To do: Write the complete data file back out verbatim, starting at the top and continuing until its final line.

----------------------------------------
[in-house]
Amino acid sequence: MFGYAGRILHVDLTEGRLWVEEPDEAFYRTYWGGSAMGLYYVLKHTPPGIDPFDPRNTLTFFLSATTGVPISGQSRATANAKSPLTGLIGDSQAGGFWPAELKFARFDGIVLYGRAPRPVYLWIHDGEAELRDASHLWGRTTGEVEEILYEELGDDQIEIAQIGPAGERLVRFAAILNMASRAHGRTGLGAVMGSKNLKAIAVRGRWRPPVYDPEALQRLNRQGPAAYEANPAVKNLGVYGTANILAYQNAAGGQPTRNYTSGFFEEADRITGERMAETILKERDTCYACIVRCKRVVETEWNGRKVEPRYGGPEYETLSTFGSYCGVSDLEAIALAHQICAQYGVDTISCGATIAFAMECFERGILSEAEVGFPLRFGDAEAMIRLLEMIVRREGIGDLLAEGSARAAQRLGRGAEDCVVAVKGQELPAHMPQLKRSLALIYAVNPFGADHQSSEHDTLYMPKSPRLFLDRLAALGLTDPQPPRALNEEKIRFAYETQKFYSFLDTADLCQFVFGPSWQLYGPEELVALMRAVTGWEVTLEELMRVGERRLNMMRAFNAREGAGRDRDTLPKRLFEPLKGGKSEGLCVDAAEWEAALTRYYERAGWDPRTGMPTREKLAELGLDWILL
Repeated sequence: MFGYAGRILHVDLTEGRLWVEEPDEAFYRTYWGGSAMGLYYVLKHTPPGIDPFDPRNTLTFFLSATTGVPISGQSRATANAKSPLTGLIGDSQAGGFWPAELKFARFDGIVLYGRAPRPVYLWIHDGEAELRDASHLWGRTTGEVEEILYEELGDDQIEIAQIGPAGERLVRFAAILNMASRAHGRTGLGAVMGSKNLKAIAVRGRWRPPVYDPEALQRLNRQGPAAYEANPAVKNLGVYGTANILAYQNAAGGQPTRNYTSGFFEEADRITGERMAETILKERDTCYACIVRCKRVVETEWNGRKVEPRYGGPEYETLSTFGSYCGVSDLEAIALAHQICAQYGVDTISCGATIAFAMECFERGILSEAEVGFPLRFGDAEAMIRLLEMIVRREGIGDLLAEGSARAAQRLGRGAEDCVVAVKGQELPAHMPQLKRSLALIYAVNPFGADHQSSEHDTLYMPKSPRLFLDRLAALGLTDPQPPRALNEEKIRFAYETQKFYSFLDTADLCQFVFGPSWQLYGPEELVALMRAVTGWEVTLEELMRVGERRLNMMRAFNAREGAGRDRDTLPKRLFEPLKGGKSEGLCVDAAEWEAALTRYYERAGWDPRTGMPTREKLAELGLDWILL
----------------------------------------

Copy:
[in-house]
Amino acid sequence: MFGYAGRILHVDLTEGRLWVEEPDEAFYRTYWGGSAMGLYYVLKHTPPGIDPFDPRNTLTFFLSATTGVPISGQSRATANAKSPLTGLIGDSQAGGFWPAELKFARFDGIVLYGRAPRPVYLWIHDGEAELRDASHLWGRTTGEVEEILYEELGDDQIEIAQIGPAGERLVRFAAILNMASRAHGRTGLGAVMGSKNLKAIAVRGRWRPPVYDPEALQRLNRQGPAAYEANPAVKNLGVYGTANILAYQNAAGGQPTRNYTSGFFEEADRITGERMAETILKERDTCYACIVRCKRVVETEWNGRKVEPRYGGPEYETLSTFGSYCGVSDLEAIALAHQICAQYGVDTISCGATIAFAMECFERGILSEAEVGFPLRFGDAEAMIRLLEMIVRREGIGDLLAEGSARAAQRLGRGAEDCVVAVKGQELPAHMPQLKRSLALIYAVNPFGADHQSSEHDTLYMPKSPRLFLDRLAALGLTDPQPPRALNEEKIRFAYETQKFYSFLDTADLCQFVFGPSWQLYGPEELVALMRAVTGWEVTLEELMRVGERRLNMMRAFNAREGAGRDRDTLPKRLFEPLKGGKSEGLCVDAAEWEAALTRYYERAGWDPRTGMPTREKLAELGLDWILL
Repeated sequence: MFGYAGRILHVDLTEGRLWVEEPDEAFYRTYWGGSAMGLYYVLKHTPPGIDPFDPRNTLTFFLSATTGVPISGQSRATANAKSPLTGLIGDSQAGGFWPAELKFARFDGIVLYGRAPRPVYLWIHDGEAELRDASHLWGRTTGEVEEILYEELGDDQIEIAQIGPAGERLVRFAAILNMASRAHGRTGLGAVMGSKNLKAIAVRGRWRPPVYDPEALQRLNRQGPAAYEANPAVKNLGVYGTANILAYQNAAGGQPTRNYTSGFFEEADRITGERMAETILKERDTCYACIVRCKRVVETEWNGRKVEPRYGGPEYETLSTFGSYCGVSDLEAIALAHQICAQYGVDTISCGATIAFAMECFERGILSEAEVGFPLRFGDAEAMIRLLEMIVRREGIGDLLAEGSARAAQRLGRGAEDCVVAVKGQELPAHMPQLKRSLALIYAVNPFGADHQSSEHDTLYMPKSPRLFLDRLAALGLTDPQPPRALNEEKIRFAYETQKFYSFLDTADLCQFVFGPSWQLYGPEELVALMRAVTGWEVTLEELMRVGERRLNMMRAFNAREGAGRDRDTLPKRLFEPLKGGKSEGLCVDAAEWEAALTRYYERAGWDPRTGMPTREKLAELGLDWILL